FairDistricts groups call upcoming redistricting hearings a 'charade'

By Kathleen Haughney[ck_comma] Tallahassee Bureau | Sun Sentinel | 06/14/2011

TALLAHASSEE – Backers of constitutional amendments designed to prevent political gerrymandering in the redistricting process called upcoming public hearings a "charade" on Tuesday because lawmakers won't release a map of proposed new legislative and congressional districts until next year.

Representatives of the National Association for the Advancement of Colored People, the Florida League of Women Voters and Democracia say it's worthless for legislators to take public testimony without giving citizens maps to react to, and objected that lawmakers are barred from publicly discussing their concerns.

"The exercise in our opinion is a total waste of time," said Jorge Mursuli, president of Democracia.

Beginning June 20, lawmakers will begin a summer-long series of 26 hearings around the state, with work on new boundaries for 40 state Senate, 120 state House and 27 congressional districts slated to conclude next March.

Senate Redistricting Chairman Don Gaetz, R-Niceville, fired back at the criticism, saying there indeed are maps – the ones that have been in place for the past 10 years.

"That's a great takeoff point to say 'I don't like where my congressman lives compared to where I live,'" Gaetz said. "We're not starting with a blank sheet of paper. We're not inventing a state here. We already have a state, and we already have legislative and congressional districts. This is a chance for the public to have their say."

Gaetz said the hearings will allow residents to offer suggestions about how districts should be drawn. If there is time at the end of a hearing, he said, lawmakers can discuss what they're heard. And at any time, an individual lawmaker, a member of the public or interest group can produce a proposal for a new map.

"I'm sorry that Fair Districts people, who I thought were a grass-roots organization — or at least that's how they portray themselves — would be troubled by asking the people of Florida to provide their unfettered comments and criticisms," he said.

The Fair Districts amendments, approved by voters last November, have added new twists to the once-a-decade redistricting process.

The amendments would essentially ban gerrymandering, requiring lawmakers to draw more regular, compact districts that do not favor incumbents or political parties, rather than the current odd-shaped districts drawn to favor the party drawing them.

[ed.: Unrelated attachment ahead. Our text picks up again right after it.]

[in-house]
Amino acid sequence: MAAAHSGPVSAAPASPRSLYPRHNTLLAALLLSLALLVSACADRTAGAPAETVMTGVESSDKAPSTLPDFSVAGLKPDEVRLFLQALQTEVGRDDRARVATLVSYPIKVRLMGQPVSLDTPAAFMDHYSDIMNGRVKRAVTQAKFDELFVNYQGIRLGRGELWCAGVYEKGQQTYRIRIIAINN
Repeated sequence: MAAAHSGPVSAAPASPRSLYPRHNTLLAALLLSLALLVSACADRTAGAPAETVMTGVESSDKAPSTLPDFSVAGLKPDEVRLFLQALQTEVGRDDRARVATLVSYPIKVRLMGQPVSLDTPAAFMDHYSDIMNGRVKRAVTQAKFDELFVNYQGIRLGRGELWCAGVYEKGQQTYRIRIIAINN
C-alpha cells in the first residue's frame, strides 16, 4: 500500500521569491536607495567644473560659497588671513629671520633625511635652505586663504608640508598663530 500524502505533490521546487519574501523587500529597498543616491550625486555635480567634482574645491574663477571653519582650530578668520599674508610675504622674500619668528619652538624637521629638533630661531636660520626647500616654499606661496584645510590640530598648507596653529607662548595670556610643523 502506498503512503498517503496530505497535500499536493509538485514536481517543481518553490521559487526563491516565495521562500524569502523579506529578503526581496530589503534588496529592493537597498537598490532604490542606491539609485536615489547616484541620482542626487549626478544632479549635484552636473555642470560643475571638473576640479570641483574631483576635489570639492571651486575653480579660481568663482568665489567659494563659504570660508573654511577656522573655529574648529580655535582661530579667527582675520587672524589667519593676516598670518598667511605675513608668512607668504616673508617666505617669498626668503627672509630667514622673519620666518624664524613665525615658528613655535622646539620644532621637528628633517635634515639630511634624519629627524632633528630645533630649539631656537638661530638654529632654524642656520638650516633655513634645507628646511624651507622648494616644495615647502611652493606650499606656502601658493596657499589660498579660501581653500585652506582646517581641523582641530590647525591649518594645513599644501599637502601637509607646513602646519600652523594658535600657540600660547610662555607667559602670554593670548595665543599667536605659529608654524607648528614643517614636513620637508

Last spring, Republican legislative leaders tried to neuter the measures with a competing constitutional amendment. But that was removed from the ballot by the Florida Supreme Court for misleading ballot language.

Then, U.S. Reps.Corrine Brown, D-Jacksonville, andMario Diaz-Balart, R-Miami, sued in federal court to stop the amendments from taking effect, arguing that it would be impossible for lawmakers to draw seats that favor minority representation. The Florida House joined the lawsuit, which has not yet been heard.

The groups, in their letter, asked that the House drop out of the lawsuit – and urged elimination of a ground rule for the hearings that says lawmakers will not be recognized for question or comment.

"It's time for us to get down to business and stop fighting these amendments," said Leon Russell, legislative chair of the Florida NAACP. "It's time to carry out the will of the people."

Senate President Mike Haridopolos, R-Merritt Island, who has previously tangled with Fair Districts leaders in public meetings, noted that lawmakers have scheduled 85 hours of public testimony and that all groups were invited to participate.

"Since the Fair Districts Now group is so concerned about redistricting, I once again invite them to submit their own maps so everybody can see their concept of a 'fair district,'" he said. "If the past is any indication though, they'll come up with an excuse not to participate in this important process."

But Deirdre Macnab of the Florida League of Women Voters said it's the job of the politicians – not the public — to draw the maps according to the new rules. "They have asked us to do it and we see that as an abrogation of them doing their job,'' she said. "We call on them to do their job."

khaughney@tribune.com or 850-224-6214. Follow her on Twitter @khaughney.

Copyright © 2011, Orlando Sentinel

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